You can also export your audio file as a REX (.rx2) file, bypassing the need for ReCycle. Of course ReCycle has other features that are not in Reason, but if you are simply making REX files, this can now be done entirely in Version 7.

Mixer Features It is now easy to create a submix because Reason 7 offers an additional mixer channel-strip destination called an output bus. To create a submix, shift-select all your mixer channels and go to Edit > Route to > Bus. (You can also right-click on your mixer channel strip.) A new, colored channel strip will be created called Bus 1, and all of your selected mixer channels are routed to it (see Figure 2). Each of those individual mixer channels will have the name Bus 1 under Output. Lower the Bus 1 volume fader and all the mixer channels routed to that channel will decrease in volume.

Propellerhead has also introduced a quick way to make a duplicate track for parallel processing, which allows you to process the second track in a different way than the original. The recording engineers at Motown used this technique on vocals back in the 1960s, squashing the duplicated signal with a heavy dose of compression and then applying a high-shelf EQ to brighten up the results. When you combine the processed track with the original, it results in a much more present vocal that sits in the mix with a focus that was not there before.

To duplicate a track for parallel processing, select its channel strip in the mixer and go to Edit > Create Parallel Channel. A new channel strip with P1 added to the name will appear next to the original. This is the cloned signal that is now ready for processing.
The External MIDI Instrument A surprising new feature in Reason 7 is the External MIDI Instrument, which allows the program to communicate with external hardware synthesizers or VSTi soft synths. The setup can be tricky, but I hooked up my old Roland JV-1010 and within minutes was triggering the JV patches, recording them as MIDI, and soon thereafter as audio back into Reason. Make sure the External MIDI Instrument is set to your MIDI interface and that you have MIDI In connected to your hardware synth. In addition, connect your synth’s audio outputs to your soundcard so Reason can capture your MIDI performance as audio. Once you have these set up, the External MIDI Instrument feature works very well.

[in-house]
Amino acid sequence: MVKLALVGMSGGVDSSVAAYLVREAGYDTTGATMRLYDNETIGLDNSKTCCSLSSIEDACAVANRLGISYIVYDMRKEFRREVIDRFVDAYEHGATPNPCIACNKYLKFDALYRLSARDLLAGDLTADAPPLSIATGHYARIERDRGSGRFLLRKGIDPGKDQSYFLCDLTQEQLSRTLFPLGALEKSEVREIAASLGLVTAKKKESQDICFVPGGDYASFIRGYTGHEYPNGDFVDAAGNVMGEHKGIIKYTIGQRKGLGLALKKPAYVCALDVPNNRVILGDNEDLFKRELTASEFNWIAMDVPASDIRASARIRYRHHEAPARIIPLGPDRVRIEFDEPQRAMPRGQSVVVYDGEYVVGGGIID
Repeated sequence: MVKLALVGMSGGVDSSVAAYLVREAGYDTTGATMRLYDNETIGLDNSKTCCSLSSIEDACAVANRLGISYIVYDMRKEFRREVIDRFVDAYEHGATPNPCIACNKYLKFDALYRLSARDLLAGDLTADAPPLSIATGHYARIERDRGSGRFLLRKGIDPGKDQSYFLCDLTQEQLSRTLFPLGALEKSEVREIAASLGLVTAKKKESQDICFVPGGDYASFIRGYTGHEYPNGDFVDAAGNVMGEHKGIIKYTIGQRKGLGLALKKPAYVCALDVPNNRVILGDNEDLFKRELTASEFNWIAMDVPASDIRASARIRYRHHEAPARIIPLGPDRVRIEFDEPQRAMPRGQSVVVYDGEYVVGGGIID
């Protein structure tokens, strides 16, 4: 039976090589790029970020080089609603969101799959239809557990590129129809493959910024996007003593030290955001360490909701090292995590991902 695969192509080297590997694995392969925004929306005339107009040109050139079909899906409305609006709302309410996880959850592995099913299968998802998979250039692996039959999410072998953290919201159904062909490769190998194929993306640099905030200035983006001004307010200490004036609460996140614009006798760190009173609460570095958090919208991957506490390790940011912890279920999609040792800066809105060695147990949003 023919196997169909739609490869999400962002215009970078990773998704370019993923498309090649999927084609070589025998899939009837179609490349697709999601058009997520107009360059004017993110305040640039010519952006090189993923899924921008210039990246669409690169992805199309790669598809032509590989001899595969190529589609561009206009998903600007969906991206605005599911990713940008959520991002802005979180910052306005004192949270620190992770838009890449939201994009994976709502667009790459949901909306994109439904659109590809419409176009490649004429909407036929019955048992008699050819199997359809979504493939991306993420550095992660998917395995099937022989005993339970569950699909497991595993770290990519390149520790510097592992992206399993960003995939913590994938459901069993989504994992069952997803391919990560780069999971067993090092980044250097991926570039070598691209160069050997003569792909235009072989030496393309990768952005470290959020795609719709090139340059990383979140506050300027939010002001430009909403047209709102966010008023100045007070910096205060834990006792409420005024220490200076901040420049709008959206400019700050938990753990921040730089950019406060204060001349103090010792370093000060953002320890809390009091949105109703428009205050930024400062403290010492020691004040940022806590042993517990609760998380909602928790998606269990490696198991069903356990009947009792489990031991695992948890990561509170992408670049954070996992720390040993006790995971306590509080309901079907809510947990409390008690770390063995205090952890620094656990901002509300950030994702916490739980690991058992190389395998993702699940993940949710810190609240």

A CC Assign parameter lets you control any MIDI Continuous Controller that your synth patch responds to. I had no problem automating CC 74 for filter cutoff and CC 71 for added resonance. Rewind and record that as audio for the completed result, which can now be included in your final bounce.

The Hits Keep Comin’ Other new features in Reason 7 include the ability to import MP3, AAC, and WMA files, and the addition of the rack-extension Audiomatic Retro Transformer effect. Propellerhead calls it “a psychoacoustic future retro effect,” and it can definitely put vintage character into your track. The Audiomatic Retro Transformer is a separate download from your Propellerhead account under rack extensions. Once it is downloaded and installed, restart Reason and you’ll find it under Create > Creative FX.

Reason 7 has expanded its factory patches, with a focus on drum samples and loops. Check out the new drum kits in the Kong and the loops in Dr. Octo REX. (These are found in the Metal, Dubstep, and Tech House folders.) All in all, Reason 7 is a commendable and worthy upgrade.

Doug Michael is a commercial-music composer and teaches music technology at Diablo Valley College.
Strengths: Audio Quantize is easy to use. Create REX files with Bounce to REX file. Grouping/submix mixer channels. Parallel processing. External MIDI Instrument. Spectrum EQ.

Limitations: No new instruments. No Detect Silence or Duplicate Events features.

$449 MSRP;
$129 upgrade